“Vel Vel, Vel Vel”
There was a reverence in the eyes of many, as they fixated their gaze towards the cave entrance. Some carrying pots of coconut milk, while others bearing the agony of heavy Kavadis, chanted the name of Lord Muruga’s spear, Vel, to rally themselves as they made their 272 step ascent into the Batu Caves.
Though normally a climb not exceeding 5 minutes, the journey today was agonizingly long as devotees had to contend with the swarm of people on the staircase.
This was Thaipusam, a festival celebrating the day Lord Murugan, a Tamil Hindu deity, received his spear, Vel, from his mother, the goddess Paravathi. The Vel is the embodiment of her power and subsequently used to conquer the evil demon Soorapadman.
For the devotees at the Batu Caves, the 272 step pilgrimage was a way of paying it forward in he hopes of receiving help from Lord Murugan. The coconut milk, Vel shaped spears through the cheeks and heavy Kavadis on their shoulders are a penance they make to seek that favour.
We chant [‘Vel Muruga, Vel, Vel’] in the belief that he will follow us and help us climb up the 272 steps
One 15-year-old devotee, Dashratha Naidu, struggled up the stairs for two hours with a Kavadi upon his shoulders. His petition was to do better in school. Grimacing with pain as his relatives helped to move the load off his shoulders, his youth granted him celebrity status as many tourists lined up to take photos with him.
“He’s the youngest one,” said someone from his entourage. Indeed while there were other much younger devotees making their way up the stairs he was the youngest I saw who was carrying a full fledged Kavadi. The other younger pilgrims were carrying much smaller offerings to their god.
“It’s heavy,” one of Naidu’s entourage replied without divulging the precise weight when a tourist asked how much the Kavadi weighed.
“[The] peacock feather is the Lord Muruga’s vehicle. That is why we make the Kavadi with peacock feathers. He sits on the peacock and travels everywhere,” explained Sundari, Dashratha’s mother, describing the design of the Kavadi.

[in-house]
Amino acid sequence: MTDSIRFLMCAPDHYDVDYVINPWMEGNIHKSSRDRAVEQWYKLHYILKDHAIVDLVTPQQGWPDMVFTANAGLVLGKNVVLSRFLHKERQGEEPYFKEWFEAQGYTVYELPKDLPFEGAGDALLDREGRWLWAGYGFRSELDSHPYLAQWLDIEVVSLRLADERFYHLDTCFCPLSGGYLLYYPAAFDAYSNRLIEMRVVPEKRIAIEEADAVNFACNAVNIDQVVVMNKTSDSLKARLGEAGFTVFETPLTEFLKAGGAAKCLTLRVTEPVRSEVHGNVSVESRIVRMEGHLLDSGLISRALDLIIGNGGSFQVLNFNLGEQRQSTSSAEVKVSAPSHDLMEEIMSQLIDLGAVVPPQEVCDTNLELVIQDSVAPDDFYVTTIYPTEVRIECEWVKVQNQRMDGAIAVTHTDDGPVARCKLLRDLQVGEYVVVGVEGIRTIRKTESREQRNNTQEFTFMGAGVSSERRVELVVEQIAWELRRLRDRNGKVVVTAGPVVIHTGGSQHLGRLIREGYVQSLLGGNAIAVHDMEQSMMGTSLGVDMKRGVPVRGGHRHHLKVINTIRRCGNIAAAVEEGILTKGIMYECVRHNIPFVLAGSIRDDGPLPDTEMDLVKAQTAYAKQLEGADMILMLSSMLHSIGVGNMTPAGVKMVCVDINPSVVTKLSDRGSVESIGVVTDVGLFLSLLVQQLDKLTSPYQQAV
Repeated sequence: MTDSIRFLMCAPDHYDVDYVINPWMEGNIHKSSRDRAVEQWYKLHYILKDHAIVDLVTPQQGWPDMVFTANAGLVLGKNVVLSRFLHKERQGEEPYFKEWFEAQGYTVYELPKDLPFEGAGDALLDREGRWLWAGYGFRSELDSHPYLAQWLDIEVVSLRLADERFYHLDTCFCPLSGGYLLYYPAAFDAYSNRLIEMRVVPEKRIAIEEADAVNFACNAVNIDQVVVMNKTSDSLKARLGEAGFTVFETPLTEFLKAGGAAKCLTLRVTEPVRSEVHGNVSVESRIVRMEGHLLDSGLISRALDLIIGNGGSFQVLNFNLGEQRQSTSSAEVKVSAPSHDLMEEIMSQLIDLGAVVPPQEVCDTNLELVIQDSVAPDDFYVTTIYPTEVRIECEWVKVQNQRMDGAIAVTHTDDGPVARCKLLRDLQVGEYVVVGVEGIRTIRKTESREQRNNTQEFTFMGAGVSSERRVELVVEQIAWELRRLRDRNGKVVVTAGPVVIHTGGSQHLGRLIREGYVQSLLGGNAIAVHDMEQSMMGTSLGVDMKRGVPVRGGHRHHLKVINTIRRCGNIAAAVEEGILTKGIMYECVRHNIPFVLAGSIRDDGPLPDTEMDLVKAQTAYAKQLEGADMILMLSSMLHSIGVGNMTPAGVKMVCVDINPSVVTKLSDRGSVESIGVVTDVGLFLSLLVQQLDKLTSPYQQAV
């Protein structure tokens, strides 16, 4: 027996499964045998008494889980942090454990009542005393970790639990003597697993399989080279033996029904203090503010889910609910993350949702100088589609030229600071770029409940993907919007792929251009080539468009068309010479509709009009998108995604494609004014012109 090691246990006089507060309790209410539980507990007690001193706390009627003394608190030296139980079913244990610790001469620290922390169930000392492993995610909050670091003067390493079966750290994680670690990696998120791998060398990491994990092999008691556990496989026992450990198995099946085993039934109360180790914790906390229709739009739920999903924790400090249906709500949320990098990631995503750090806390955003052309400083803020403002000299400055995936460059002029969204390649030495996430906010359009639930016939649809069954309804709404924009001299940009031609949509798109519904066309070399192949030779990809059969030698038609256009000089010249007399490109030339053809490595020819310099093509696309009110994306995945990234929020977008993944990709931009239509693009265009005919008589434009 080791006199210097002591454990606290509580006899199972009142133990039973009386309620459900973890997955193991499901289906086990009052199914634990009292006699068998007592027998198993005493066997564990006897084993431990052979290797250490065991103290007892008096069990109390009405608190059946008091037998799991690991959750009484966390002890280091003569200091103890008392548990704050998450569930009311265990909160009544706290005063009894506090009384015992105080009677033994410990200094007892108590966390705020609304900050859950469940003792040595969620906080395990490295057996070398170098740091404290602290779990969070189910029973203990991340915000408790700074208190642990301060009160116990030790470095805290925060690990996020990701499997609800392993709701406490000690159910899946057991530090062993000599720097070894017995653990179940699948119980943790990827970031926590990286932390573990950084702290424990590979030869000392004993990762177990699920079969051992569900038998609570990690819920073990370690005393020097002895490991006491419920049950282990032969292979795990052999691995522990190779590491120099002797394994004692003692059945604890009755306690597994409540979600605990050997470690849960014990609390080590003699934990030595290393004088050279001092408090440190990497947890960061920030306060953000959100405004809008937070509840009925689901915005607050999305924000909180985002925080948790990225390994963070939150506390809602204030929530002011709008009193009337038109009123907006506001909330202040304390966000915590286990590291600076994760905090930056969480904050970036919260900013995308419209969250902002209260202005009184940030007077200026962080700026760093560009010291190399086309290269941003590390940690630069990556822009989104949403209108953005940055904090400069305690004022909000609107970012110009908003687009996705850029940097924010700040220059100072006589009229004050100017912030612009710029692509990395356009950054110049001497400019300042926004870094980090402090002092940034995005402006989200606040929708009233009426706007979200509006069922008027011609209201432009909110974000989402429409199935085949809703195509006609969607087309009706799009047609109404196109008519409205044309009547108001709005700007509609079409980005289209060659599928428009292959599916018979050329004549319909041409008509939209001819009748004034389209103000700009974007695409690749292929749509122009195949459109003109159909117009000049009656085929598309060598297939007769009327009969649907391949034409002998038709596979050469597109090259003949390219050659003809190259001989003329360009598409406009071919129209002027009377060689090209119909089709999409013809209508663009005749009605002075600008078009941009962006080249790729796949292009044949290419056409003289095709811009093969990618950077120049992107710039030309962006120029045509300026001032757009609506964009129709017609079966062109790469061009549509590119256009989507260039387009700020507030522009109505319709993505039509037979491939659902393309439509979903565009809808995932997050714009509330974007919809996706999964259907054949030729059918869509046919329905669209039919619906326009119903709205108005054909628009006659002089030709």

That heavy Kavadi took its toll on Dashratha during his climb as he had to stop a few times during his ascent. Fortunately, his entourage was there to provide a chair, water and some crowd control.
“Scary,” said Dashratha when asked what he felt when he made the climb. The crowds had made him pensive during the climb.
To purify his body for the climb, Dashratha had to maintain a vegan diet for 48 days. No meat, eggs or “anything to do with blood” his mother said. They believe this allows him to channel help from Lord Muruga for the climb.
“We chant [‘Vel Muruga, Vel, Vel’] in the belief that he will follow us and help us climb up the 272 steps,” said Sundari.
She added that once you take a vow to carry the Kavadi, you are committed to do it for three consecutive years.
“It was a bit scary because it was his first experience. For our family, it was also our first experience. For next year, we won’t have the scary feeling with us. We’ll be more prepared and more excited,” said Sundari.
There were other interesting people who made the climb.
One devotee who looked like a priest was delivering blessings to other hopeful devotees that sought his audience. They anointed his head with coconut milk for his efforts.
In one instance, he seemed to vanquish an evil from an older lady. She screeched like a monkey as he waved his hand towards the floor.
“Woosh,” he said a few times as she screeched.
An assistant then abruptly gathered some ash nearby and placed it on her forehead.
The “priest” too had made the climb though with fruits hanging on his back, attached by hooks pierced through his flesh.
More colourful devotees appeared after we had descended from the caves. They danced in circles, accompanied by a whole band. The musicians dressed in colourful costumes, loudly thumping drums and other instruments, provided an uplifting experience and rallied the devotee and his supporters for the climb.
Overall it was a great celebration of the Tamil and Hindu culture and am grateful for the opportunity to see the event unfold first hand.
The journey into the caves »